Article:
ceratosaur hips
From the basal theropods, two clades of theropods evolved: the ceratosaurs and the tetanurans. Ceratosauria is the smaller of the two clades. In the hips of ceratosaurs depicted below, the hip socket is open (a characteristic of all dinosaurs) and two of hip bones (the pubis and ischium) form long processes for the attachment of leg muscles. In ceratosaurs, the pubic bones lack the prominent pubic boot found in tetanurans. In some ceratosaurs, such as Coelophysis and Syntarsus pictured below, the hipbones fused in adulthood and some fusion of foot and anklebones occured in adults as well. (Weishampel), 1993.
Sexual dimorphism has been observed in some species of ceratosaurs. Some individuals (thought to be females) possessed a longer skull and neck and thicker and stronger limbs. Males are thought to have been more slender and many possessed crests on their skulls. Ceratosaurus was unusual in retaining a functional fourth finger. Most ceratosaurs (and theropods in general) reduced the number of functional fingers to three.
syntarsus hand Coelophysis
The species of the family Coelophysidae lived from the Late Triassic to Early Jurassic. They had a long tail for maintaining balance. Some had conical teeth adapted for grabbing prey while others had teeth better adapted for slashing. Some had crests on their skulls. Coelophysis is named “hollow form”. From the remains of a juvenile in the abdominal cavity of an adult, it appears that they could cannibalize their own young. They seem to have traveled in groups given that hundreds of individuals died at one site in a sudden New Mexico flood. There were 3 primary digits on the hand and they retained the trace of a fourth. There may have been a sexual dimorphism with males being larger (Lambert, 1990, Fastovsky, 1996).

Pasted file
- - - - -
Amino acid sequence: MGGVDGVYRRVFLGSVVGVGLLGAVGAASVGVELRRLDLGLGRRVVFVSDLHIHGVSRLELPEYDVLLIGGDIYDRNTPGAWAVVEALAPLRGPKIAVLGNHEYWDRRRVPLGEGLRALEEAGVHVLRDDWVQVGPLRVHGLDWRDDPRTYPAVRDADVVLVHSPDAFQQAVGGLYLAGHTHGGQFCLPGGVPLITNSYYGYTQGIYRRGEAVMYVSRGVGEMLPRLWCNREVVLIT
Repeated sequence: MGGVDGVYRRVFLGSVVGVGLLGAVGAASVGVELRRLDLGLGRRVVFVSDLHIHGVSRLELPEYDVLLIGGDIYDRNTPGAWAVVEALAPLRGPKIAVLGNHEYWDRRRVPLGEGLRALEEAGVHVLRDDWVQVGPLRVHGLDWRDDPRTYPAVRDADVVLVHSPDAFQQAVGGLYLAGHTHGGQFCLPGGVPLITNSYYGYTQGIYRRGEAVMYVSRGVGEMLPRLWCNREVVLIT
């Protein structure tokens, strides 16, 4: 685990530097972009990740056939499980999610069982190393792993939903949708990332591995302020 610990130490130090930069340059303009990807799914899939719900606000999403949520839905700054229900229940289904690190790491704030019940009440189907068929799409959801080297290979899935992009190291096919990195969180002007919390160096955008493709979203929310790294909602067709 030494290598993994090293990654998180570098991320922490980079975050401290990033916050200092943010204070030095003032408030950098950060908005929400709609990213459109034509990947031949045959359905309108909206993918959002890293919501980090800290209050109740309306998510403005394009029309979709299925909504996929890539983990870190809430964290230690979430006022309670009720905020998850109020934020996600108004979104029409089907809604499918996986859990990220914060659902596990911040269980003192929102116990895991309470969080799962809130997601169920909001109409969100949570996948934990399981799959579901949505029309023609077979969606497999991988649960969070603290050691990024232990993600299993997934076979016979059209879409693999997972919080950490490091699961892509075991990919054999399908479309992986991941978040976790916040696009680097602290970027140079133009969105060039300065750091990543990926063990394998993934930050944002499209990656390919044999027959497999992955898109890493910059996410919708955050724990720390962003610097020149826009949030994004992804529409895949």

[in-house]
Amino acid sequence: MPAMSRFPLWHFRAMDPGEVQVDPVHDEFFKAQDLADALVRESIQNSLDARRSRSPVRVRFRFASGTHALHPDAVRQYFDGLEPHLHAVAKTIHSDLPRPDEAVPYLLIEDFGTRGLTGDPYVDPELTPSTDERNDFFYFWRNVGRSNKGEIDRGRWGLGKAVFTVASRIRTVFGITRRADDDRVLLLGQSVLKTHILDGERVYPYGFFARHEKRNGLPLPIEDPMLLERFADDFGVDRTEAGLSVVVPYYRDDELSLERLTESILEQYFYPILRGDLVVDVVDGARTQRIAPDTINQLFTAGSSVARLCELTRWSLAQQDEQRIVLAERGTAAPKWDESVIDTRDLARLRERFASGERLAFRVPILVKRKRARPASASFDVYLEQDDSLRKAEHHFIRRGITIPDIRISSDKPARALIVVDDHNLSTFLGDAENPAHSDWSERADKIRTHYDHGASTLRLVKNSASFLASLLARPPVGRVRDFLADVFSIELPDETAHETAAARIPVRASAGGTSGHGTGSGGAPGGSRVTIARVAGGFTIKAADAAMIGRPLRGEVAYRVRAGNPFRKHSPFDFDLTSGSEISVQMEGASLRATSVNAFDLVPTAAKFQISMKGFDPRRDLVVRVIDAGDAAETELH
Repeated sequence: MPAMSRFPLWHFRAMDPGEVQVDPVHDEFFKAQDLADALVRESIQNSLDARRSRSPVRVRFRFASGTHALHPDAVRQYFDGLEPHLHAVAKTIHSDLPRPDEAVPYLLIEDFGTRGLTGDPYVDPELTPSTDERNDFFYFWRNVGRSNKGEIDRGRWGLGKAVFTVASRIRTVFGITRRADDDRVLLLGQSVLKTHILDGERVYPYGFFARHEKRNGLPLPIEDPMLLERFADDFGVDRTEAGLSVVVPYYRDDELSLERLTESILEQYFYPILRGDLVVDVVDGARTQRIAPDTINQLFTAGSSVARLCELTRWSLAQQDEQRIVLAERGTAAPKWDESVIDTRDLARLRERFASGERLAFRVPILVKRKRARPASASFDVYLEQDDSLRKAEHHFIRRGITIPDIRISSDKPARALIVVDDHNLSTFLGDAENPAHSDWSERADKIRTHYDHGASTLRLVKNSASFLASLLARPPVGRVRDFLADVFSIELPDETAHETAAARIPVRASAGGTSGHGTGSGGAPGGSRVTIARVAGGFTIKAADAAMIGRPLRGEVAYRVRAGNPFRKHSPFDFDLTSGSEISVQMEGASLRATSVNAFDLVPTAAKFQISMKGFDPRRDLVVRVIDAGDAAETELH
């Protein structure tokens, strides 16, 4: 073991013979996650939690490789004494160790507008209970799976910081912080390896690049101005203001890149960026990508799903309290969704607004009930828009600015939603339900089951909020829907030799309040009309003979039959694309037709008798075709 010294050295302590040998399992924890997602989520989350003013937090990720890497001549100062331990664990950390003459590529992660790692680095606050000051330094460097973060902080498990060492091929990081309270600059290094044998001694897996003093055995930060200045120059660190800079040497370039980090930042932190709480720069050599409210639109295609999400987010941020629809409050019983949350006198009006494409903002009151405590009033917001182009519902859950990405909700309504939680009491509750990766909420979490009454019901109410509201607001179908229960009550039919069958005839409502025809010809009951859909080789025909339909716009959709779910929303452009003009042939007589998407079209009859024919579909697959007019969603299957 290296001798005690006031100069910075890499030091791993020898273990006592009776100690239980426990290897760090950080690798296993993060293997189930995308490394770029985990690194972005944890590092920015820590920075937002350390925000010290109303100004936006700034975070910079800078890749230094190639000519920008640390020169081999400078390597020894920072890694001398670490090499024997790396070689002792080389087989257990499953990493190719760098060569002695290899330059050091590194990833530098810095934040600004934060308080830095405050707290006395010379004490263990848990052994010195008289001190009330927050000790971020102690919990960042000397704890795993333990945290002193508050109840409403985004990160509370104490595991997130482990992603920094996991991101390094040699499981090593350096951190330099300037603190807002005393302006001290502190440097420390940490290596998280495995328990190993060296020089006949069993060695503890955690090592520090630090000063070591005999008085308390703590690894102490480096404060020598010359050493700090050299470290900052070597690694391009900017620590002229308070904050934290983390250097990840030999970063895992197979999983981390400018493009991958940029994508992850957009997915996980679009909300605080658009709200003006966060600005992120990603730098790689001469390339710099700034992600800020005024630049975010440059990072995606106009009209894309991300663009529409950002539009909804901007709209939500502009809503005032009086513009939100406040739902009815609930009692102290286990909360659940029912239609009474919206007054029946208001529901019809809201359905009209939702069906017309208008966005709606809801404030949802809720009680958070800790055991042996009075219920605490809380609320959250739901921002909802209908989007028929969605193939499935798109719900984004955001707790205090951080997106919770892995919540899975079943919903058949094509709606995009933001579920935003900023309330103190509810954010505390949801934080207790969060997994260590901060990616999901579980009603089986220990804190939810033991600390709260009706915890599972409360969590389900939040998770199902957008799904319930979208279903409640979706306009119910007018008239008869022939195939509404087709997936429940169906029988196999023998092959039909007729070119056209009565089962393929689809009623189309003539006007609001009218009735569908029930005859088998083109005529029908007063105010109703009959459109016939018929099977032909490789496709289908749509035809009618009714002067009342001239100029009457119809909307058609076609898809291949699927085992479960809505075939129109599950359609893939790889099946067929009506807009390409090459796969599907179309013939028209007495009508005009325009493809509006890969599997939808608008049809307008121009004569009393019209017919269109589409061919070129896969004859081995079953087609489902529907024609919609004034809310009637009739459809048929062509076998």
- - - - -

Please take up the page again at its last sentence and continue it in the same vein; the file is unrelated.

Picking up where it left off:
In Syntarsus “without tarsus”, several parts of the ankle and foot are fused (the astragalus and calcaneus are fused; the other tarsal bones are fused to the metatarsals of the foot). Syntarsus rhodensiensis possessed a long antorbital fenestra that was 40% its skull length. S. kayentakatai possessed 2 crests on it skull and its fibula was fused to its calcaneus (Weishampel).

Coelophysis skull Dilophosaurus
In Dilophosaurus, the “two ridged lizard”, the skull possessed 2 fragile bony crests. Dilophosaurus was a large dinosaur and could reach almost 7meters in length. Some researchers have proposed that the crests were so fragile and the teeth were so weak that these dinosaurs could not have been active predators and must have fed on carrion. Most disagree with this. If closely related to coelophysids, Dilophosaurus was the largest member of this group (Lambert, 1990, Fastovsky, 1996).
Ceratosaurus ceratosaurus skull
The family Ceratosauridae include the “horned lizards”. These were large theropods with a lighter skull. They possessed small bony plates along the vertebral column and still retained primitive 4 fingered hands. There was some fusion of the hip and foot bones. Ceratosaurus nasicornis
Majungatholus The family Abelisauridae includes a group of “Abel’s lizards”, large theropods with fused ankles known from South America, Africa, and India. They possessed a light lower jaw with slender teeth, a slim body, and a number of primitive skeletal characteristics. The theropod families Abelisauridae and Noasauridae are probably related given that they share a number of features and are both known from the southern continents (Bonaparte, 1991).
carnotaurus Carnotaurus, the “carnivorous bull”, had short horns over its eyes and short arms. The forelimbs of some ceratosaurs, such as those of Ceratosaurus and especially those of Carnotaurus, were reduced (Lambert, 1990, Fastovsky, 1996).